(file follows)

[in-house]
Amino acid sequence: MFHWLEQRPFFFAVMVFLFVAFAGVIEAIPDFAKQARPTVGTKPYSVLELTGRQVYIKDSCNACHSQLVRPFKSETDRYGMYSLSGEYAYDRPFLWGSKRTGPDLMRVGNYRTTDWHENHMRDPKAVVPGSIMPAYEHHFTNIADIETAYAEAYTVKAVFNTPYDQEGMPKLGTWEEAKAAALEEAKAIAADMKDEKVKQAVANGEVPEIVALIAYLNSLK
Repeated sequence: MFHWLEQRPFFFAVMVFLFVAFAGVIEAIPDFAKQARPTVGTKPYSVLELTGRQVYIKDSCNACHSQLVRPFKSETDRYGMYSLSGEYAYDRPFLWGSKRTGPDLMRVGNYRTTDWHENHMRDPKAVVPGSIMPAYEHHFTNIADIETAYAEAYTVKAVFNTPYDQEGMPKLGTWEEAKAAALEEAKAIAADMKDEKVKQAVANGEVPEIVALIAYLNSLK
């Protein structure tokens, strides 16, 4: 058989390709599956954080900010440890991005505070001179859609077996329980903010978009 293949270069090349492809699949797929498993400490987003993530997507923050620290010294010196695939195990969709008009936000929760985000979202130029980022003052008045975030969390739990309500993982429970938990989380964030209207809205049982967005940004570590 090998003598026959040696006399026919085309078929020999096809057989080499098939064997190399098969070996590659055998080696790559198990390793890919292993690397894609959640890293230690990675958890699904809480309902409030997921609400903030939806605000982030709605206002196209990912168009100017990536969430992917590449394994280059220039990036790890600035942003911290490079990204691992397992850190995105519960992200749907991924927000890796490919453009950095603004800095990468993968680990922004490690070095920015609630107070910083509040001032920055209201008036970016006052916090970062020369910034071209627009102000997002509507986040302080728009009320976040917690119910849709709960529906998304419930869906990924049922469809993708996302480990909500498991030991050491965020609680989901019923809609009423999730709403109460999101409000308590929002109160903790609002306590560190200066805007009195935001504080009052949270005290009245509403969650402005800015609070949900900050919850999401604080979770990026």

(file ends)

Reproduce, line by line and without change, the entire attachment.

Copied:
[in-house]
Amino acid sequence: MFHWLEQRPFFFAVMVFLFVAFAGVIEAIPDFAKQARPTVGTKPYSVLELTGRQVYIKDSCNACHSQLVRPFKSETDRYGMYSLSGEYAYDRPFLWGSKRTGPDLMRVGNYRTTDWHENHMRDPKAVVPGSIMPAYEHHFTNIADIETAYAEAYTVKAVFNTPYDQEGMPKLGTWEEAKAAALEEAKAIAADMKDEKVKQAVANGEVPEIVALIAYLNSLK
Repeated sequence: MFHWLEQRPFFFAVMVFLFVAFAGVIEAIPDFAKQARPTVGTKPYSVLELTGRQVYIKDSCNACHSQLVRPFKSETDRYGMYSLSGEYAYDRPFLWGSKRTGPDLMRVGNYRTTDWHENHMRDPKAVVPGSIMPAYEHHFTNIADIETAYAEAYTVKAVFNTPYDQEGMPKLGTWEEAKAAALEEAKAIAADMKDEKVKQAVANGEVPEIVALIAYLNSLK
């Protein structure tokens, strides 16, 4: 058989390709599956954080900010440890991005505070001179859609077996329980903010978009 293949270069090349492809699949797929498993400490987003993530997507923050620290010294010196695939195990969709008009936000929760985000979202130029980022003052008045975030969390739990309500993982429970938990989380964030209207809205049982967005940004570590 090998003598026959040696006399026919085309078929020999096809057989080499098939064997190399098969070996590659055998080696790559198990390793890919292993690397894609959640890293230690990675958890699904809480309902409030997921609400903030939806605000982030709605206002196209990912168009100017990536969430992917590449394994280059220039990036790890600035942003911290490079990204691992397992850190995105519960992200749907991924927000890796490919453009950095603004800095990468993968680990922004490690070095920015609630107070910083509040001032920055209201008036970016006052916090970062020369910034071209627009102000997002509507986040302080728009009320976040917690119910849709709960529906998304419930869906990924049922469809993708996302480990909500498991030991050491965020609680989901019923809609009423999730709403109460999101409000308590929002109160903790609002306590560190200066805007009195935001504080009052949270005290009245509403969650402005800015609070949900900050919850999401604080979770990026």